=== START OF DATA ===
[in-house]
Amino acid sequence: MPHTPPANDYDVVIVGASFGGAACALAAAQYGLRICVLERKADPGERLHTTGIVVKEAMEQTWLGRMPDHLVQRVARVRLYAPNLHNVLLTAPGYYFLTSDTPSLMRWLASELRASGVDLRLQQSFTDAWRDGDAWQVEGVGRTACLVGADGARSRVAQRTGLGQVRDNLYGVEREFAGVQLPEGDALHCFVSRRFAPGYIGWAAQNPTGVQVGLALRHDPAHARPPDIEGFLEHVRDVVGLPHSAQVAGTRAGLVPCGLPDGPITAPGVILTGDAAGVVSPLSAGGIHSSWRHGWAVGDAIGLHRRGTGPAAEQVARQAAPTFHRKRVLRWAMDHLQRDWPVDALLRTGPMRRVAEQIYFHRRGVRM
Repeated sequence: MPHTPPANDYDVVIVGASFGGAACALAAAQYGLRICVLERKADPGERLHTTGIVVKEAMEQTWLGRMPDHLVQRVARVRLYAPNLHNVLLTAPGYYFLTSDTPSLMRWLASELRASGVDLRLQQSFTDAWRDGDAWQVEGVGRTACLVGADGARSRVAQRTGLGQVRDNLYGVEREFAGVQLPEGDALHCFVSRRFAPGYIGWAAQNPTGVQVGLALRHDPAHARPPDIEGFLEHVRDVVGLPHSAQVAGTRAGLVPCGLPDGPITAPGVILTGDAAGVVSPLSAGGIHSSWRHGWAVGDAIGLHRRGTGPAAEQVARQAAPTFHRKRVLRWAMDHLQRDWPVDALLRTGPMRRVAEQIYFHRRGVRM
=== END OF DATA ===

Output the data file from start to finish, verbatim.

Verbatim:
[in-house]
Amino acid sequence: MPHTPPANDYDVVIVGASFGGAACALAAAQYGLRICVLERKADPGERLHTTGIVVKEAMEQTWLGRMPDHLVQRVARVRLYAPNLHNVLLTAPGYYFLTSDTPSLMRWLASELRASGVDLRLQQSFTDAWRDGDAWQVEGVGRTACLVGADGARSRVAQRTGLGQVRDNLYGVEREFAGVQLPEGDALHCFVSRRFAPGYIGWAAQNPTGVQVGLALRHDPAHARPPDIEGFLEHVRDVVGLPHSAQVAGTRAGLVPCGLPDGPITAPGVILTGDAAGVVSPLSAGGIHSSWRHGWAVGDAIGLHRRGTGPAAEQVARQAAPTFHRKRVLRWAMDHLQRDWPVDALLRTGPMRRVAEQIYFHRRGVRM
Repeated sequence: MPHTPPANDYDVVIVGASFGGAACALAAAQYGLRICVLERKADPGERLHTTGIVVKEAMEQTWLGRMPDHLVQRVARVRLYAPNLHNVLLTAPGYYFLTSDTPSLMRWLASELRASGVDLRLQQSFTDAWRDGDAWQVEGVGRTACLVGADGARSRVAQRTGLGQVRDNLYGVEREFAGVQLPEGDALHCFVSRRFAPGYIGWAAQNPTGVQVGLALRHDPAHARPPDIEGFLEHVRDVVGLPHSAQVAGTRAGLVPCGLPDGPITAPGVILTGDAAGVVSPLSAGGIHSSWRHGWAVGDAIGLHRRGTGPAAEQVARQAAPTFHRKRVLRWAMDHLQRDWPVDALLRTGPMRRVAEQIYFHRRGVRM